Today! Because guilt is petit-bourgeois crap. An artist creates his own moral universe –
Bullets Over Broadway (1994)
Directed by Woody Allen (x7)
Starring John Cusack (x3), Dianne Wiest (x3), Chazz Palminteri (x2), Jennifer Tilly (x2), Mary-Louise Parker (x2), Rob Reiner (x2), Tracey Ullman (x2), Jim Broadbent (x3), Jack Warden (x2), Joe Viterelli, Harvey Fierstein (x2), Edie Falco, Debi Mazar, Tony Sirico, John Ventimiglia, Tony Darrow
If you were to take the entire Set of 400 up to this point, feed it into a computer, and have that parse out all the elements that might make up the perfect film geared toward this guy, it may well spit out Bullets Over Broadway. It’s the seventh Woody Allen movie on the list, it’s from a year I proclaim to love more than almost any other in cinema history: 1994, it’s a movie about a play, it’s a movie about gangsters, it’s a movie about writers, it features a ton of future Sopranos actors, it was nominated for and won a slew of awards – Bullets Over Broadway kinda has everything for me.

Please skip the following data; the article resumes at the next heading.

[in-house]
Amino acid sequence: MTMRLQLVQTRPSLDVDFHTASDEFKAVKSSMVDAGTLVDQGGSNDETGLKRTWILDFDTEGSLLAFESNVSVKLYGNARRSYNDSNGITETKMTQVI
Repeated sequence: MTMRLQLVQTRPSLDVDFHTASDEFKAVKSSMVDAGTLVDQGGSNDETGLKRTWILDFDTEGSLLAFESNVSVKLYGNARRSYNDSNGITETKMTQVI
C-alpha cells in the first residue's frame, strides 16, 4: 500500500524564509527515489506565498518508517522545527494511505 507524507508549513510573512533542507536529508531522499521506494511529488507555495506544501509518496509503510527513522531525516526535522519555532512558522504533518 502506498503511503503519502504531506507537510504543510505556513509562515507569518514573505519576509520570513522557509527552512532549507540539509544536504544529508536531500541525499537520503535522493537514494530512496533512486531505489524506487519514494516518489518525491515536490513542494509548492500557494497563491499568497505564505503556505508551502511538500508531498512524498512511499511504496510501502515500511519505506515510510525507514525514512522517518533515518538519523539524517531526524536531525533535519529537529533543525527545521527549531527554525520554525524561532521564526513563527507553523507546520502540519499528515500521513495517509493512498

Today! Because life is a state of mind –
Being There (1979)
Directed by Hal Ashby (x2)
Starring Peter Sellers (x2), Shirley MacLaine, Melvyn Douglas, Jack Warden, Richard Dysart, Richard Basehart (x2), James Noble, Alice Hirson, Elya Baskin (x2), Ruth Attaway
Hal Ashby’s brilliant decade came to an end with Being There, a character-based comedy featuring an absolutely brilliant turn by Peter Sellers as the simple minded gardener Chance. Upon the death of his boss, he’s thrust out into society, which he only knows from television, and while there are some fish out of water moments, the point of the story is more the way he looks at life. Sure, it can be a little schmaltzy, but figure, he’s surrounded by monstrous politicians and people who don’t understand who he is from the second he’s out in the world, and yet he’s not immediately crushed by the unbearable weight of foreign circumstance. He just gets by, unaffected, even though society is almost designed to destroy such a person. Chance the Gardener – later, Chauncey Gardner – makes it work.
Shirley MacLaine is also magnificent in this movie